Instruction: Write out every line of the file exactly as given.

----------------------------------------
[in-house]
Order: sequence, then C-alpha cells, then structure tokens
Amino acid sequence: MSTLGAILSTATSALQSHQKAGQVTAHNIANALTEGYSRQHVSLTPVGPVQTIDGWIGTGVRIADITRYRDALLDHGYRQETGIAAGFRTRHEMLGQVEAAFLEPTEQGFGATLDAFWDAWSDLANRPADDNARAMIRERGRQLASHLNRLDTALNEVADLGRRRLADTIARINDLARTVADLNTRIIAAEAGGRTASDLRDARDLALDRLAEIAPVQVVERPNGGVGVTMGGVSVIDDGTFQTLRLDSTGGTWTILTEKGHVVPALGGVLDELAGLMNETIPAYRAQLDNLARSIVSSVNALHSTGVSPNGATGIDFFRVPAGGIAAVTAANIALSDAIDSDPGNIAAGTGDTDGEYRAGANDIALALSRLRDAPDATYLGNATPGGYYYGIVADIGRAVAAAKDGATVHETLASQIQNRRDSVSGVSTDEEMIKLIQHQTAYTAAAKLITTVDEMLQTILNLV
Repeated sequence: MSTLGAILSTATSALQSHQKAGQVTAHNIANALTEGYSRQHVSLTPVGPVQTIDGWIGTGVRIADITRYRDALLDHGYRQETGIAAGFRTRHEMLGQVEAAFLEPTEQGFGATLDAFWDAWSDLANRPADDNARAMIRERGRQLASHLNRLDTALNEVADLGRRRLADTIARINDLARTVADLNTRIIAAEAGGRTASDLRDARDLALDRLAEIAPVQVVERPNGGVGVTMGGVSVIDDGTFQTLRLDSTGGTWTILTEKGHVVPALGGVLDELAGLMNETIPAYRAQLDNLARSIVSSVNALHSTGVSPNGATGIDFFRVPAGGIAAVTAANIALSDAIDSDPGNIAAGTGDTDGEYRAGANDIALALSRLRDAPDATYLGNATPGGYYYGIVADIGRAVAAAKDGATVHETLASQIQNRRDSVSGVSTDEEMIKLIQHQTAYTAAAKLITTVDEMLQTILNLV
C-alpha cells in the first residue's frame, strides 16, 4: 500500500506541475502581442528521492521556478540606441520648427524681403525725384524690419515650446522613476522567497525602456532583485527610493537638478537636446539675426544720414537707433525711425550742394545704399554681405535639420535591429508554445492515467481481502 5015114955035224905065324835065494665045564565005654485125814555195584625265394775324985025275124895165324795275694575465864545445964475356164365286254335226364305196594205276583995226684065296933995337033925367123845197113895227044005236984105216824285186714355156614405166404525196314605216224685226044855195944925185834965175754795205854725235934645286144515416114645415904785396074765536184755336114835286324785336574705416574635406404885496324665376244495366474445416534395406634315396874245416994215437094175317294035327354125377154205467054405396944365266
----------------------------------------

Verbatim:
[in-house]
Order: sequence, then C-alpha cells, then structure tokens
Amino acid sequence: MSTLGAILSTATSALQSHQKAGQVTAHNIANALTEGYSRQHVSLTPVGPVQTIDGWIGTGVRIADITRYRDALLDHGYRQETGIAAGFRTRHEMLGQVEAAFLEPTEQGFGATLDAFWDAWSDLANRPADDNARAMIRERGRQLASHLNRLDTALNEVADLGRRRLADTIARINDLARTVADLNTRIIAAEAGGRTASDLRDARDLALDRLAEIAPVQVVERPNGGVGVTMGGVSVIDDGTFQTLRLDSTGGTWTILTEKGHVVPALGGVLDELAGLMNETIPAYRAQLDNLARSIVSSVNALHSTGVSPNGATGIDFFRVPAGGIAAVTAANIALSDAIDSDPGNIAAGTGDTDGEYRAGANDIALALSRLRDAPDATYLGNATPGGYYYGIVADIGRAVAAAKDGATVHETLASQIQNRRDSVSGVSTDEEMIKLIQHQTAYTAAAKLITTVDEMLQTILNLV
Repeated sequence: MSTLGAILSTATSALQSHQKAGQVTAHNIANALTEGYSRQHVSLTPVGPVQTIDGWIGTGVRIADITRYRDALLDHGYRQETGIAAGFRTRHEMLGQVEAAFLEPTEQGFGATLDAFWDAWSDLANRPADDNARAMIRERGRQLASHLNRLDTALNEVADLGRRRLADTIARINDLARTVADLNTRIIAAEAGGRTASDLRDARDLALDRLAEIAPVQVVERPNGGVGVTMGGVSVIDDGTFQTLRLDSTGGTWTILTEKGHVVPALGGVLDELAGLMNETIPAYRAQLDNLARSIVSSVNALHSTGVSPNGATGIDFFRVPAGGIAAVTAANIALSDAIDSDPGNIAAGTGDTDGEYRAGANDIALALSRLRDAPDATYLGNATPGGYYYGIVADIGRAVAAAKDGATVHETLASQIQNRRDSVSGVSTDEEMIKLIQHQTAYTAAAKLITTVDEMLQTILNLV
C-alpha cells in the first residue's frame, strides 16, 4: 500500500506541475502581442528521492521556478540606441520648427524681403525725384524690419515650446522613476522567497525602456532583485527610493537638478537636446539675426544720414537707433525711425550742394545704399554681405535639420535591429508554445492515467481481502 5015114955035224905065324835065494665045564565005654485125814555195584625265394775324985025275124895165324795275694575465864545445964475356164365286254335226364305196594205276583995226684065296933995337033925367123845197113895227044005236984105216824285186714355156614405166404525196314605216224685226044855195944925185834965175754795205854725235934645286144515416114645415904785396074765536184755336114835286324785336574705416574635406404885496324665376244495366474445416534395406634315396874245416994215437094175317294035327354125377154205467054405396944365266